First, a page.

Tagged: Parker

Are Your Students Wild About Reading?

Photo Jan 18, 8 48 48 AM

By Camille Moultrie

How do you get your students Wild About Reading? Parker can show you how reading and fun can go hand in hand.

Parker danced and celebrated with the students and faculty at the Easterby Elementary assemblPhoto Jan 18, 8 36 26 AMy recently for their outstanding reading achievements! The students won two laptops for their school’s library through the Grizzlies Community Fund’s Wild About Reading program. Easterby won the laptops by having the highest attendance of all Wild About Reading schools at their assigned game during the 2012 Grizzlies season.

Easterby students partied the morning away with Parker and even got to see their teachers boogie on stage as well!

The Wild About Reading Program is a fantastic way to get students thrilled about reading and the chance to cheer on our very own Fresno Grizzlies! Each student enrolled in the program is challenged to read 10 books over five weeks. If a student reaches the goal, then he or she receives two free tickets to a Grizzlies game.

Over 90,000 Central San Joaquin Valley students are enrolled in the Wild About Reading program in 2013. Also, as part of the program, each student receives a free Farm Grown magazine, which features the short story “Parker Goes To The Farm.”

We are still accepting schools, however, for 2013. If you are interested, please call the Community Fund at (559) 320-2547.

            
"After the assembly there was an explosion of excitement that not just challenged the kids to read above and beyond what they were normally doing but got them more excited to read different books," Easterby Elementary Library Tech Kelly Mitchinson said.

“After the assembly there was an explosion of excitement that not just challenged the kids to read above and beyond what they were normally doing but got them more excited to read different books,” Easterby Elementary Library Tech Kelly Mitchinson said.

From The Actor’s Chair – Parental Guidance

Little known fact: Parker, everyone’s favorite mascot, moonlights as a movie critic. Read below for his take on Parental Guidance, in theaters on December 25th.

Parker on the set of the movie Parental Guidance.

Parker on the set of the movie Parental Guidance.

On December 19th, the Grizzlies front office, some season ticket holders chosen via a random drawing and over 100 of our closest friends (chosen by the Fresno Beehive) were fortunate to get an early look at the movie Parental Guidance).

First, let me say the movie was GREAT! And when I say great, I mean elegantly told and hilariously written. (I guess I could have said that the first time.)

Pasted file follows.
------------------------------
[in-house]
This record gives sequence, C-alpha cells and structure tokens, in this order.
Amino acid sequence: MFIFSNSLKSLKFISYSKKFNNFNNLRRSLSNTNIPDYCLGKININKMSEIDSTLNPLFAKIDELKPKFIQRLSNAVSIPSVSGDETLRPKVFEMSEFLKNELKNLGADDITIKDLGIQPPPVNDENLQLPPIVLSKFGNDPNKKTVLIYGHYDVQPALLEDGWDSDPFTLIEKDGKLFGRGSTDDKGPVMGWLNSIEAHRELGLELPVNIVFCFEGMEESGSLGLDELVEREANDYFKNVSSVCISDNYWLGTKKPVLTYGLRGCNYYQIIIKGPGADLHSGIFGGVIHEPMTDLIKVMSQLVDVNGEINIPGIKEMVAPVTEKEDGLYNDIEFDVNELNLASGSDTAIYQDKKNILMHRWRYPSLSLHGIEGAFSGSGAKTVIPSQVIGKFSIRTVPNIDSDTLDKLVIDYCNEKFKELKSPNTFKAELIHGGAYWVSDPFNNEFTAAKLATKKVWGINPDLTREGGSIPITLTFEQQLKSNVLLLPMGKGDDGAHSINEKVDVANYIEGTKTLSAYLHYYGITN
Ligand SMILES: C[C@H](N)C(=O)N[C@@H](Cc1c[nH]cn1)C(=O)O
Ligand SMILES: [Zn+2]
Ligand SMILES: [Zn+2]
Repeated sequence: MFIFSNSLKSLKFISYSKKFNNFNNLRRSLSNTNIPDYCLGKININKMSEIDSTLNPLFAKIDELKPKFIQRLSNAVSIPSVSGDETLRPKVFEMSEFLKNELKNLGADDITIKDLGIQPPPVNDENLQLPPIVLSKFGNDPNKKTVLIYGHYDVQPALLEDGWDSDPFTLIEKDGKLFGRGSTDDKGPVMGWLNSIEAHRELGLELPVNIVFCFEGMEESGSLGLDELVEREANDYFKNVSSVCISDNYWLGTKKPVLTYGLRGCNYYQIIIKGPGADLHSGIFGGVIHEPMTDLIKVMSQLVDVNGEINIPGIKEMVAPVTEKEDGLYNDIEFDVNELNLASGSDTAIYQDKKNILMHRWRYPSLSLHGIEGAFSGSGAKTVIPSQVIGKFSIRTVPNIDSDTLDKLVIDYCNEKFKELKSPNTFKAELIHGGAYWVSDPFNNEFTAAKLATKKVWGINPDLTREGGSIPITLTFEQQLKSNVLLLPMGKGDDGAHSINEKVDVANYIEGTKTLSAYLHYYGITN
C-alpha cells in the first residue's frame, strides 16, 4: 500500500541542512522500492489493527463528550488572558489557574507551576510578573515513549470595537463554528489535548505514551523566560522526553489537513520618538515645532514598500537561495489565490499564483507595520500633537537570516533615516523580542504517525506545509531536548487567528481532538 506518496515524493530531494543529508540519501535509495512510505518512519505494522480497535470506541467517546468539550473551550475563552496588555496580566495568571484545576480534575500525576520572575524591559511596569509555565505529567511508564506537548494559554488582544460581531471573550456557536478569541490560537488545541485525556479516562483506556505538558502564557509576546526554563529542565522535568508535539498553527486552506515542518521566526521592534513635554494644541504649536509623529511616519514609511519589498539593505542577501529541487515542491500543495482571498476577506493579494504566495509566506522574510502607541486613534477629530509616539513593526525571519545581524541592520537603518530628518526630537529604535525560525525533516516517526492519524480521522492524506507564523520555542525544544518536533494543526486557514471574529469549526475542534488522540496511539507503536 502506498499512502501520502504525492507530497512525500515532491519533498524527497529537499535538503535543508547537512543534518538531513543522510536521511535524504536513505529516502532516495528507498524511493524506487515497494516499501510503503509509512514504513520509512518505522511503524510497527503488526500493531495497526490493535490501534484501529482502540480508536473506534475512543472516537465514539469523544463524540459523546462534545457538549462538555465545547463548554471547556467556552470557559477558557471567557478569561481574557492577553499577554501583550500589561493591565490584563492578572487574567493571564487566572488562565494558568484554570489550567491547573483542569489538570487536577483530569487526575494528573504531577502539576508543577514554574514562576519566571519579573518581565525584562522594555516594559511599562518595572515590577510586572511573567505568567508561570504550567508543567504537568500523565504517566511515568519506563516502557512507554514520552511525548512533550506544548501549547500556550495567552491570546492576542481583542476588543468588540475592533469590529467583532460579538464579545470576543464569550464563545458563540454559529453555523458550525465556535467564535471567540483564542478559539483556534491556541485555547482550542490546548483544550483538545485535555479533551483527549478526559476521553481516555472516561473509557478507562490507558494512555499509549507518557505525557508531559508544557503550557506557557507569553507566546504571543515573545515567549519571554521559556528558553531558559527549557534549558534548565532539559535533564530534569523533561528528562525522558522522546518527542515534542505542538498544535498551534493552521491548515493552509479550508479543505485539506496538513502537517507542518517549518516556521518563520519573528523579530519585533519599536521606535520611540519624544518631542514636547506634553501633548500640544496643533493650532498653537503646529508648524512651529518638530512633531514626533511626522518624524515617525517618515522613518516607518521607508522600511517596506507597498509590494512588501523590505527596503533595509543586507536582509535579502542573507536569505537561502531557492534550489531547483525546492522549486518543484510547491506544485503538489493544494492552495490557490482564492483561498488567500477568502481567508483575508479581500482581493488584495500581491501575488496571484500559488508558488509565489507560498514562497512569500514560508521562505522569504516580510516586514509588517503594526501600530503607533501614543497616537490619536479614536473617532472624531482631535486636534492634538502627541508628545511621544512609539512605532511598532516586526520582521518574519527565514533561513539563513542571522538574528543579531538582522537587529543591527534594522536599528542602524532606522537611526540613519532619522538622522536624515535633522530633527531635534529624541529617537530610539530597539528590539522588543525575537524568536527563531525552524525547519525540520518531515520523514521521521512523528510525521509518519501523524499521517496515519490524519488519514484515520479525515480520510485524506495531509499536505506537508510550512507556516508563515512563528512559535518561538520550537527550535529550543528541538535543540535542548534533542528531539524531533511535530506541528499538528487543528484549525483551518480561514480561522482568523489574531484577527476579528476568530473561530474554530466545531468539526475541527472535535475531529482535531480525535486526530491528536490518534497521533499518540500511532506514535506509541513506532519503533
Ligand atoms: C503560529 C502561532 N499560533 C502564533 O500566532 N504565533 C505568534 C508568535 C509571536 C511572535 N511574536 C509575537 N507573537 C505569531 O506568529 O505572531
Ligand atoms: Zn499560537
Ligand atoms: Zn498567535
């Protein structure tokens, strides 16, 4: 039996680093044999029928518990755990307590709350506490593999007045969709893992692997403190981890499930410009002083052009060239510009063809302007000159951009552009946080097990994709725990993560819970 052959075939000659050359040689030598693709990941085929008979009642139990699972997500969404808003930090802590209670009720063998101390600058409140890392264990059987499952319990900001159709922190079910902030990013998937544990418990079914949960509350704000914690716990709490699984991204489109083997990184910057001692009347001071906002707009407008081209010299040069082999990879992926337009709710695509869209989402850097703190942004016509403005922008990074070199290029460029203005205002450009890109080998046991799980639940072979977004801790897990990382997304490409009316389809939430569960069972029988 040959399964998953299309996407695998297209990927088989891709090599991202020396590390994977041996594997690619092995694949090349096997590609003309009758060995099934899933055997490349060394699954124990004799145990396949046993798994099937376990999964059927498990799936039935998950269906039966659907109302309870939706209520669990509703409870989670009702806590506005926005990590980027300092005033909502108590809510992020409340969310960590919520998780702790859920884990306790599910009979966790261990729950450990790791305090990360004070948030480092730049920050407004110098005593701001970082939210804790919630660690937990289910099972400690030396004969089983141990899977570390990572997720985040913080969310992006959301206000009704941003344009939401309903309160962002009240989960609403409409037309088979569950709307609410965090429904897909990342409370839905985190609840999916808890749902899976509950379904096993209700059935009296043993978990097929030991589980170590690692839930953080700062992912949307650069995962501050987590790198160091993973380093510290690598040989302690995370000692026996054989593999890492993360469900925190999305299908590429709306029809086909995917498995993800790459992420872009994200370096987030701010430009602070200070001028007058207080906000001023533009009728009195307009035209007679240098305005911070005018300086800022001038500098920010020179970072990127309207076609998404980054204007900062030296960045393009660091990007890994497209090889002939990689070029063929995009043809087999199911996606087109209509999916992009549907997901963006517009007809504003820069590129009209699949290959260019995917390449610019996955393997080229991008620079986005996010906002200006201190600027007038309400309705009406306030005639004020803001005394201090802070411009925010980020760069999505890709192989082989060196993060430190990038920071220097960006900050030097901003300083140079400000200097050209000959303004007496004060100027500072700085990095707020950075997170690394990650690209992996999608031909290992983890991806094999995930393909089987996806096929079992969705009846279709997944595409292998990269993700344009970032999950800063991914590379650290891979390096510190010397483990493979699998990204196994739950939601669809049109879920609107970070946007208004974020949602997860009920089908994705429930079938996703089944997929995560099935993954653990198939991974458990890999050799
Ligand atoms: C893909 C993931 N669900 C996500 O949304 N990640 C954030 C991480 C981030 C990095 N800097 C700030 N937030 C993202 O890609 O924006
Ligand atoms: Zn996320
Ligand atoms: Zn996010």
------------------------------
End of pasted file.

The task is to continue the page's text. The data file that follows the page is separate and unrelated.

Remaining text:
But I’m not here to critique the entire movie. That’s up to the professionals).

I’m going to share my thoughts on the most important parts: me…and the Grizzlies playing at Chukchansi Park.

My shining moment came during the Kiss Cam scene. I’m not going to spoil it, but someone does kiss another person (surprise!). I have to say, I looked great on the big screen.

There are some other great shots of the game at Chukchansi Park. An aerial shot of the stadium in Downtown Fresno. Artie walking out one last time through the centerfield gates. All beautifully captured by the movie crew.

Billy Crystal…er, I mean, Artie Decker was hilarious calling the action. Now, he is no Doug Greenwald, but Artie did hold his own. He had some great one-liners, keeping listeners on their feet (or on their seats, I suppose, since most people listen to the radio sitting down).

The unfortunate part is Artie’s time with the Grizzlies is short-lived in the movie. The baseball broadcaster of 35 years is fired because he cannot Tweet, poke on Facebook or the worst yet, #Hashtag. Clearly, Artie’s character did not consult those close to him because I have demonstrated I am capable of all those things, as seen here and here. My consulting fee is negotiable, in real-life or in the movies (I like food. Lots of it. It always goes straight to my midsection.)

We could have kept Artie as the voice of the Grizzlies even longer. I am here to entertain fans in the stadium as well as through the social media networks. Writers failed to recognize this (or they did, but it doesn’t go well with their entire plot line. I vote the latter.). We even have a bobblehead of him as a fan giveaway. Clearly, Fresno fans wanted to see more of Artie (Side note: could the actual Grizzlies give away this Artie Decker bobblehead in 2013? Stay tuned…).

Parker poses with some fellow actors from Parental Guidance.

Parker poses with some fellow actors from Parental Guidance.

Artie’s misfortune does breathe new life into his personal life, though. In the end, Artie Decker’s broadcasting career brings his family together. Even when he signs off after every game with a “Lights out, Alice,” you could feel his love for his family even from afar. The unexpected exit from the Grizzlies proved to be for the better in Artie’s life. The lessons learned are something I highly approve.

The movie and special screening showed me I also enjoyed spending time with my Grizzlies family. I can’t wait for the 2013 season to start, but until then, you can see Grizzlies baseball at Chukchansi Park at a theater near you. Go see Parental Guidance. It’s worth it.

I Hate The Off-Season 4, Episode 3

Parker is a champion. Well, at least he partied like one. From the World Series Watch Parties at Chukchansi Park to the World Series Parade in San Francisco, Parker was there during every step of the San Francisco Giants run to the 2012 championship. In Episode 3 of I Hate The Off-Season 4, Parker shares his entire journey (including seeing some friends from Fresno during the parade in San Francisco!).